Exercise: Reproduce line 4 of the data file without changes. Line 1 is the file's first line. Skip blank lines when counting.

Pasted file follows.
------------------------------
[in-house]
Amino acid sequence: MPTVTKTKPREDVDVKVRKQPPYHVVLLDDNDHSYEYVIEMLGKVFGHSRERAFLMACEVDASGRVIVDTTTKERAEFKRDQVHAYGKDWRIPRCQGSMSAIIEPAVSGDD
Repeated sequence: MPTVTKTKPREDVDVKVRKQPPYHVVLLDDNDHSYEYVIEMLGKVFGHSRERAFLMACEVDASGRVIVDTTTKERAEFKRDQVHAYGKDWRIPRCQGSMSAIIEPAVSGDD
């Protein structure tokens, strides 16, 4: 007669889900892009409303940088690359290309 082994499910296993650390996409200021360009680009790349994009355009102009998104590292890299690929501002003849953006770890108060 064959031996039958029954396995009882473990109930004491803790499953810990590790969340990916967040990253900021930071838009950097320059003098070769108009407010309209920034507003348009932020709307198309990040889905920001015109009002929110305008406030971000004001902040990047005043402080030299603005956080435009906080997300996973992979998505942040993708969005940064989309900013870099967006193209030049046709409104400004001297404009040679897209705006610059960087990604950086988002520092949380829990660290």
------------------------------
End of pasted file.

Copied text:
């Protein structure tokens, strides 16, 4: 007669889900892009409303940088690359290309 082994499910296993650390996409200021360009680009790349994009355009102009998104590292890299690929501002003849953006770890108060 064959031996039958029954396995009882473990109930004491803790499953810990590790969340990916967040990253900021930071838009950097320059003098070769108009407010309209920034507003348009932020709307198309990040889905920001015109009002929110305008406030971000004001902040990047005043402080030299603005956080435009906080997300996973992979998505942040993708969005940064989309900013870099967006193209030049046709409104400004001297404009040679897209705006610059960087990604950086988002520092949380829990660290």